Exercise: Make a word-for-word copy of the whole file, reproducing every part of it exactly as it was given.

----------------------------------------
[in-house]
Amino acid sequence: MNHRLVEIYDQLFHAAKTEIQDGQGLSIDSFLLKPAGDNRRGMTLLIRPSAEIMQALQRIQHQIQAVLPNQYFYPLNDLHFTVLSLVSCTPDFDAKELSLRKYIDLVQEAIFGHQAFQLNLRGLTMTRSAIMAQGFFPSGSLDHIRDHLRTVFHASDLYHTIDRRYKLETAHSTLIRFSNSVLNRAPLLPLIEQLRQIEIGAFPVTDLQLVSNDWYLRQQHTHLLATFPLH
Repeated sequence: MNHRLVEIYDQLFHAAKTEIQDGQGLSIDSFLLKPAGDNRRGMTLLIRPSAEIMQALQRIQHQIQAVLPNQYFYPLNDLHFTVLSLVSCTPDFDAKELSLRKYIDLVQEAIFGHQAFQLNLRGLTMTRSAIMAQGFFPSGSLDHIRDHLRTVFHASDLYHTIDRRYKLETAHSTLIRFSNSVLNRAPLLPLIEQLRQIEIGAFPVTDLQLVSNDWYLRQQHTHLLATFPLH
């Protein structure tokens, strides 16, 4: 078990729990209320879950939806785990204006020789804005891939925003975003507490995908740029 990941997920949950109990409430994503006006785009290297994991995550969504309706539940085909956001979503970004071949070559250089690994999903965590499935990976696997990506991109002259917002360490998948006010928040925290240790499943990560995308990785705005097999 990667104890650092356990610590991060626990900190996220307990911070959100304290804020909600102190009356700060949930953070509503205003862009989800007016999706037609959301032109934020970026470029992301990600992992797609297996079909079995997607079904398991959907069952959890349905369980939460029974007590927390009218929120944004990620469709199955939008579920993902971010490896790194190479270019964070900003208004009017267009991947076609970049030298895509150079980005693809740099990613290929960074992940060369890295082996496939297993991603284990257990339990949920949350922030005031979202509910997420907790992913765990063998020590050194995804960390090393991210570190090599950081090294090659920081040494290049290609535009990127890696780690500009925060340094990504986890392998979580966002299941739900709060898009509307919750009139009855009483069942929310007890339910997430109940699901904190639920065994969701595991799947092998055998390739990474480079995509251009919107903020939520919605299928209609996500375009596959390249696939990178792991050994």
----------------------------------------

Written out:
[in-house]
Amino acid sequence: MNHRLVEIYDQLFHAAKTEIQDGQGLSIDSFLLKPAGDNRRGMTLLIRPSAEIMQALQRIQHQIQAVLPNQYFYPLNDLHFTVLSLVSCTPDFDAKELSLRKYIDLVQEAIFGHQAFQLNLRGLTMTRSAIMAQGFFPSGSLDHIRDHLRTVFHASDLYHTIDRRYKLETAHSTLIRFSNSVLNRAPLLPLIEQLRQIEIGAFPVTDLQLVSNDWYLRQQHTHLLATFPLH
Repeated sequence: MNHRLVEIYDQLFHAAKTEIQDGQGLSIDSFLLKPAGDNRRGMTLLIRPSAEIMQALQRIQHQIQAVLPNQYFYPLNDLHFTVLSLVSCTPDFDAKELSLRKYIDLVQEAIFGHQAFQLNLRGLTMTRSAIMAQGFFPSGSLDHIRDHLRTVFHASDLYHTIDRRYKLETAHSTLIRFSNSVLNRAPLLPLIEQLRQIEIGAFPVTDLQLVSNDWYLRQQHTHLLATFPLH
């Protein structure tokens, strides 16, 4: 078990729990209320879950939806785990204006020789804005891939925003975003507490995908740029 990941997920949950109990409430994503006006785009290297994991995550969504309706539940085909956001979503970004071949070559250089690994999903965590499935990976696997990506991109002259917002360490998948006010928040925290240790499943990560995308990785705005097999 990667104890650092356990610590991060626990900190996220307990911070959100304290804020909600102190009356700060949930953070509503205003862009989800007016999706037609959301032109934020970026470029992301990600992992797609297996079909079995997607079904398991959907069952959890349905369980939460029974007590927390009218929120944004990620469709199955939008579920993902971010490896790194190479270019964070900003208004009017267009991947076609970049030298895509150079980005693809740099990613290929960074992940060369890295082996496939297993991603284990257990339990949920949350922030005031979202509910997420907790992913765990063998020590050194995804960390090393991210570190090599950081090294090659920081040494290049290609535009990127890696780690500009925060340094990504986890392998979580966002299941739900709060898009509307919750009139009855009483069942929310007890339910997430109940699901904190639920065994969701595991799947092998055998390739990474480079995509251009919107903020939520919605299928209609996500375009596959390249696939990178792991050994």